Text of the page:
Book of the week : The Sisters Brothers - Patrick deWitt

Can you can tell a lot about a man by how he treats animals? At the very beginning of The Sisters Brothers, we’re introduced to narrator Eli Sisters in the most becoming of fashions: “I was very fond of my previous horse … . He could cover 60 miles in a day like a gust of wind and I never laid a hand on him except to stroke him and clean him … .” Any sentiments of Eli Sisters as a good man are quickly laid to waste when you find out his true profession. Along with his brother Charlie, Eli is a hired killer, working out of Oregon City in the throes of the California Gold Rush of the early 1850s for a shady entity known only as ‘the Commodore’

It turns out that both Eli and Charlie have another job to do: kill a man named Hermann Kermit Warm. Why? At the outset of the novel, the reasons are murky. He allegedly stole something of worth from the Commodore, but that’s about all we – and the infamous Sisters Brothers – know, and the motivation is never questioned. All Eli and Charlie have to do is kill Warm, get paid, and move onto the next job

With no questions asked, the brothers set off for San Francisco in what promises to be a straight forward job, except that this time the Commodore has put Charlie in charge. The sudden power imbalance in the brothers’ relationship proves the catalyst that prompts Eli to consider whether he is suited indefinitely to life as an assassin, something his blind loyalty to Charlie had previously prevented him from exploring

And so begins The Sisters Brothers, a richly textured, atypical Western written by a Canadian who happens to live in the US. Patrick deWitt, the author of this second novel, was one of two Canadians shortlisted this past year for the Man Booker Prize (the other Canadian was Esi Edugyan, who was nominated for her work Half-Blood Blues) as well as a host of other ‘Book of the Year awards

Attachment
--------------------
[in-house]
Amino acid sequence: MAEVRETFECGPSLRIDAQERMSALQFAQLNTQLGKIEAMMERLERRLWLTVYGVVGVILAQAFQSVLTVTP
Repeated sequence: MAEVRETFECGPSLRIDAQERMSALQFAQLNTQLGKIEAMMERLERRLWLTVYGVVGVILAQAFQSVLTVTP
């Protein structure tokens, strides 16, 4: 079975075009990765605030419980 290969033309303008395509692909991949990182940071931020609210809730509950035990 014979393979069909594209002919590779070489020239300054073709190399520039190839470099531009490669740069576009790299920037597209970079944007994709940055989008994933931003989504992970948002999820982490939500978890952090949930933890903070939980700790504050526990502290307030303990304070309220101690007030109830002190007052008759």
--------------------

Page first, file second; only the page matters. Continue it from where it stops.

There’s good reason for all of these accolades being afforded deWitt’s book: it’s simply a rip-roaring, engrossing read – even for those who might frown upon the Western as a serious genre

If Eli is a little slow, he’s also coming awake — compassion is unfolding in him, and he’s considering the possibility of a new life. As the book follows the Sisters brothers on their quest to assassinate Warm, it also tracks Eli’s change. He starts out a brute who goes blank with murderous rage and soon becomes an equally brutish man pleased by the minty taste of the tooth powder a dentist gives him. Just how civilized will he become?

The quest story goes way back — back to ‘Don Quixote’ and, beyond that, to ‘The Odyssey’ — and, just as in these works, between the Sisters brothers and Hermann Kermit Warm there inevitably are a number of adventures and life-changing encounters

There is that dentist, working alone on the frontier, jolly after a series of failures with valuable ‘modern’ medical techniques. There are brusque hotel proprietresses, one of whom Eli falls for. There is a lady accountant, and he falls for her too; he’s a murderer, yes, but also a bit of a softie. She works for a wealthy, dangerous brothel owner, whose easy life appeals to Charlie. There are, of course, evil henchmen, stable hands, a crone who may be a witch and miners gone something close to mad. At one point, the brothers come across a desiccated wagon train and its lone survivor, a starving adolescent with a worthless horse, Lucky Paul

“I wished the boy safe travels, but these were empty words, for he was clearly doomed…He stood there weeping and watching us go, while behind him Lucky Paul entered and collapsed the prospector’s tent, and I thought, Here is another miserable mental image I will have to catalog and make room for.” There is a lighthearted exasperation in Eli’s words

Despite being not entirely quick, Eli’s voice makes reading the book a treat. It’s smooth and seamless, shot through with dark humour, pared and antique without being Baroque

The book has few descriptions of landscape or buildings they visit. What gets described, instead, are bodily woes. Charlie’s bad drunks and worse hangovers include lots of vomiting, Eli has injuries that bleed and swell, and the decline of Tub, Eli’s horse, after getting swatted by a grizzly is, in the end, well, grisly

There’s something very human in all this blood and guts, in their grim and gross and comic physicality. This humanness, with the humanness that Eli is growing into, give the novel a warmth and depth

Eventually they get to San Francisco, late for their meeting with advance man Henry Morris, who’s supposed to lead them to their target, Warm. The city is in the grips of the gold rush: Morality and honour seem absent — except for what they hear of one man: Warm. A small and unattractive chemist, Warm may hold the key for what they want: For Charlie, that’s wealth and power; for Eli, it’s getting out of the assassination business. But that would mean the fearsome Sisters brothers would come to an end. And in a novel packed with death and debasement, is it possible for everyone to get what they want?

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September 17, 2012

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